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Headhunting risks: Inducements in recruitment can lead to increased liability in dismissals

May 7, 2024
By John Hyde


Photo: Getty Images

When attempting to fill a position, especially a key role, employers will often look to recruit employees who are currently in that same (or a similar) role at a different organization and who show great experience or potential.

While “poaching” an individual who is already employed can be beneficial for gaining important experience and talent for the company, there is also some risk to this approach.

Inducement and reasonable notice

When it is the employer who pursues or approaches an individual who is already securely employed by another organization, there may be promises of things such as higher compensation, better career advancement, or greater job security to entice the individual to leave their current job.

However, this type of inducement may result in the employee being entitled to a longer reasonable notice period under the common law (i.e., greater wrongful dismissal damages). As stated by the Supreme Court of Canada in Wallace v United Grain Growers Ltd., [1997] 3 SCR 701, “where the employer had induced the employee to ‘quit a secure, well-paying job… on the strength of promises of career advancement and greater responsibility, security and compensation with the new organization’”, the period of reasonable notice will increase (para 83).

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Factors in assessing inducement and its impact

Some factors that indicate whether an employee was induced, and the impact of any such inducement on the reasonable notice period are:

Who initiated contact, and the persistence of the contact. If it is the employee who initiated contact and the hiring process by submitting an application or reaching out to the company to see if they were hiring, that would strongly demonstrate there was no inducement. However, if it is the company who reached out first – particularly if they are persistent in pursing the employee – that is an indicator that there may have been inducement.

Whether the employee had been in a secure job. If the employee had been in a secure job (for example, they had been in their previous job for 20 years), that is another indicator of inducement. This factor may also influence the impact the inducement will have on the reasonable notice period. However, if the employee had been unemployed, had only worked for the previous company for a short period of time, or had otherwise been looking to leave their previous employment, those factors would suggest that there had been no inducement.

The promises made during the hiring process and whether they were kept. If a company promises the employee a secure job, long-term employment, or otherwise promises better things than their current job (e.g., higher compensation, seniority bumps, etc.) and then breaks those promises after hiring the employee, that is another indicator of inducement.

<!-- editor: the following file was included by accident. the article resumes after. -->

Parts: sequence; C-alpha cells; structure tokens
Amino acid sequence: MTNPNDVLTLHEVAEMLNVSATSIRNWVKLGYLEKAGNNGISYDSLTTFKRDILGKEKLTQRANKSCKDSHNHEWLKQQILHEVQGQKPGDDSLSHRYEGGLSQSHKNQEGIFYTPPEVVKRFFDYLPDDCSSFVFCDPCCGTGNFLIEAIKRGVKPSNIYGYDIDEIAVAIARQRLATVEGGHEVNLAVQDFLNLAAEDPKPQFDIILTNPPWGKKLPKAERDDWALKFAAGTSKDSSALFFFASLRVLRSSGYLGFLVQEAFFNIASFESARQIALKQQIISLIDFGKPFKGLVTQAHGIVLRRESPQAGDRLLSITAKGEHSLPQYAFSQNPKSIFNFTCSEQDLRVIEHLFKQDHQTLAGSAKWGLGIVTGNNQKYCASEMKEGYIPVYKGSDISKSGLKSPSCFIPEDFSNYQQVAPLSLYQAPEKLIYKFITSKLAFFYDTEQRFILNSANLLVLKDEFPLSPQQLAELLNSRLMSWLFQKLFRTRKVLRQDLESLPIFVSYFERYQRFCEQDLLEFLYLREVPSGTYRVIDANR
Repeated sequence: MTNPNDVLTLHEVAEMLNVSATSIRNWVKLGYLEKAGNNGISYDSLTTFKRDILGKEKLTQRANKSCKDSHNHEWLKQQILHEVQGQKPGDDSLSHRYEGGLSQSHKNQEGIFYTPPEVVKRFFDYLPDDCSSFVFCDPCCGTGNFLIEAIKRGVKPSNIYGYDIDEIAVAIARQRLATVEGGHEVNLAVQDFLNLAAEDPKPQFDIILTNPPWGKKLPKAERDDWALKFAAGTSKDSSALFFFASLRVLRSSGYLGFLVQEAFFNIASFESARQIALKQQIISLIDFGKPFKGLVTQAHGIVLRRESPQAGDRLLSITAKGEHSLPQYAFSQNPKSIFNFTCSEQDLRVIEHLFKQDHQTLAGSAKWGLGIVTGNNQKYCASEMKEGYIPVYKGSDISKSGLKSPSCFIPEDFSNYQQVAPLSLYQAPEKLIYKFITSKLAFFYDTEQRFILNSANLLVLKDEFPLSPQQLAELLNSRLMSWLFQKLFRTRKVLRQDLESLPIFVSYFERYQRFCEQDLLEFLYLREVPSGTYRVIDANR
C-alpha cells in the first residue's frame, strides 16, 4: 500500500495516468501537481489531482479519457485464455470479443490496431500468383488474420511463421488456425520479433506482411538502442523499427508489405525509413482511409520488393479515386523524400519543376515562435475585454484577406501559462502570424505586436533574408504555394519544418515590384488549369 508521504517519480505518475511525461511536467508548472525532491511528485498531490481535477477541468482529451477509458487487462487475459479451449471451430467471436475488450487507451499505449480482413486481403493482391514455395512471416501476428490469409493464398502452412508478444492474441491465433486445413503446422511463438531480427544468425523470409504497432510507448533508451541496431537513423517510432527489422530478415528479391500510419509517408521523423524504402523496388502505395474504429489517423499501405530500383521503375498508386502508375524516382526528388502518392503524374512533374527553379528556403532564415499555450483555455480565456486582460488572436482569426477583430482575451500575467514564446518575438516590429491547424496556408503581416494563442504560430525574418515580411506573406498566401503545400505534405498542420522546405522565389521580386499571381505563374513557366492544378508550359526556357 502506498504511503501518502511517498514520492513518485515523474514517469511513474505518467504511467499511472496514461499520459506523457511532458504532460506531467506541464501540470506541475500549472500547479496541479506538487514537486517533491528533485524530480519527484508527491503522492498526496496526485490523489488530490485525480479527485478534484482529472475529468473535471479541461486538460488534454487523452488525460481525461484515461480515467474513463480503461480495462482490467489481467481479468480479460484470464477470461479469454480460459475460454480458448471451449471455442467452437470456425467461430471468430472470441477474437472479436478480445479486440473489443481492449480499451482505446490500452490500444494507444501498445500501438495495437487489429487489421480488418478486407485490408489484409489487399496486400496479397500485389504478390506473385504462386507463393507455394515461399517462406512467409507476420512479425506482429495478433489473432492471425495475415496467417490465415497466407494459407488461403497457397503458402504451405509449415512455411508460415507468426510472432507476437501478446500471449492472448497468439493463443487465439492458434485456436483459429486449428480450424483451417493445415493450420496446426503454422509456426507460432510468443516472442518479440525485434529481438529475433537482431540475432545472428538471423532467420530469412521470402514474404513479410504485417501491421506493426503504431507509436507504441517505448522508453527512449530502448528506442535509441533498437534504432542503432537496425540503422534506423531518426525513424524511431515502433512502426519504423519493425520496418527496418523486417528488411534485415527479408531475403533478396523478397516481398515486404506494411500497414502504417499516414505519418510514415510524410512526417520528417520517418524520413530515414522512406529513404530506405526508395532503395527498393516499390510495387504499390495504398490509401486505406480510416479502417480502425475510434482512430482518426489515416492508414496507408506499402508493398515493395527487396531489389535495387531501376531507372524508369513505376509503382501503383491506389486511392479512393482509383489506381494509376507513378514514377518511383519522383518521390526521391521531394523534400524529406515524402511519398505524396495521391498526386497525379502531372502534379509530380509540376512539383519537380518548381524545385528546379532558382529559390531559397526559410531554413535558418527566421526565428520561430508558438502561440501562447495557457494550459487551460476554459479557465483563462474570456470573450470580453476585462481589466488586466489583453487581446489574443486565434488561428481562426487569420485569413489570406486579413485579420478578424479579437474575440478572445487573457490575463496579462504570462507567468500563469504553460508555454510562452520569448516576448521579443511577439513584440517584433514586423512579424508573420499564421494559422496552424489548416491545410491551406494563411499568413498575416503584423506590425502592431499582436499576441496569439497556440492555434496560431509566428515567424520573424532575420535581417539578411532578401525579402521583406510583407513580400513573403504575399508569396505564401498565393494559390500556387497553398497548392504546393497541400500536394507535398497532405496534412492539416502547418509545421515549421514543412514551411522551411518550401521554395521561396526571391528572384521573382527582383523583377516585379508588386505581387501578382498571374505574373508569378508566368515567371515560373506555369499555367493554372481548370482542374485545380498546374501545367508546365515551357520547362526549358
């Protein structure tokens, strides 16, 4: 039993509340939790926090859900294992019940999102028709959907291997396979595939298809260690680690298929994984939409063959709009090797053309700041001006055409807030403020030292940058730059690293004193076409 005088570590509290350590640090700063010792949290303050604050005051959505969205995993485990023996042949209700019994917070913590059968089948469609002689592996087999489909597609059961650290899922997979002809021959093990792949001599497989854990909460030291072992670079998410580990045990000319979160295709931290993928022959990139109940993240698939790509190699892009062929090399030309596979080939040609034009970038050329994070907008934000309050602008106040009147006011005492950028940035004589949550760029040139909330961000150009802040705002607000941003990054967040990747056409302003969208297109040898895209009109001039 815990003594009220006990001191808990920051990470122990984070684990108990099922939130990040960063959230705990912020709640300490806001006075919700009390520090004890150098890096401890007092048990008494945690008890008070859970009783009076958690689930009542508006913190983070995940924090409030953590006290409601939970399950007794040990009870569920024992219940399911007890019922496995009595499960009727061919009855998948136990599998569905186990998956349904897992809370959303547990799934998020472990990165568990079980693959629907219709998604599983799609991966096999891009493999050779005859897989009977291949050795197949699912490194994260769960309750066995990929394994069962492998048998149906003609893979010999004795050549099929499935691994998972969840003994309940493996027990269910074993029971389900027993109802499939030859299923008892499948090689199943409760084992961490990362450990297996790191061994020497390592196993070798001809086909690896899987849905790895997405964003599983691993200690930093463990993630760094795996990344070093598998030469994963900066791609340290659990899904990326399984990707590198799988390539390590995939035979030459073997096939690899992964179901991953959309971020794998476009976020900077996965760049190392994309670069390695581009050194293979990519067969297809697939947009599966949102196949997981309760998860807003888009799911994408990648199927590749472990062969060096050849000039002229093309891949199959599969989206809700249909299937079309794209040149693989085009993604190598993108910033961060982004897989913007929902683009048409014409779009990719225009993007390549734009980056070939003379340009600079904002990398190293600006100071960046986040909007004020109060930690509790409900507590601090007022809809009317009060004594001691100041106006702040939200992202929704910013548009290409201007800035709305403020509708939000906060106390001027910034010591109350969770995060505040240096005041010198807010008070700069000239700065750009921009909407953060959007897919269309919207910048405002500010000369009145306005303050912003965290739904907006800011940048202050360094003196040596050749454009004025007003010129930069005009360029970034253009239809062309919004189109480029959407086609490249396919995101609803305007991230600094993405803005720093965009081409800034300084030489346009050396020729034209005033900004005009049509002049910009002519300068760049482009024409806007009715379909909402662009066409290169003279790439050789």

The length of the employee’s service at the new company before they were dismissed. An employee’s length of service after they were hired will greatly influence how much impact any potential inducement will have on the reasonable notice period. As an employee’s length of service increases, the impact of inducement decreases. An employee who was induced away from secure employment and then fired shortly after joining the new company may receive a fairly large boost to their reasonable notice entitlement whereas an employee who is dismissed 10 years later may receive no boost at all.

How to minimize the risk of a finding of inducement

Employers can safely avoid the risk of inducement by never being the one to initiate contact and never pursing a potential employee persistently. However, this is not necessarily practical advice for the realities of talent recruitment.

To minimize the risks associated with inducement, during the hiring process employers should avoid making blanket promises of job security or long-term employment and ensure that all promises made are true and can be kept.

An employer will also want to have an employment contract with enforceable probationary period and termination clauses.

An enforceable probationary period clause will demonstrate that there was no reasonable expectation that the new employment was promised to be secure or long-term.

An enforceable termination provision that clearly establishes what an employee is and is not entitled to upon termination (i.e., not entitled to common law reasonable notice), will also assist in preventing any inducement from “bumping up” an employee’s notice entitlement upon termination.

Overall, employers will want to be cautious of making certain promises when attempting to recruit an individual who is already securely employed by another company. However, a properly drafted employment contract can help minimize the risk of inducement when such poaching occurs.

John Hyde is the managing partner at Hyde HR Law in Toronto. He advises management on all aspects of employment and labour law, including representation before administrative tribunals, collective agreement negotiation, arbitrations, wrongful dismissal defence and human rights.


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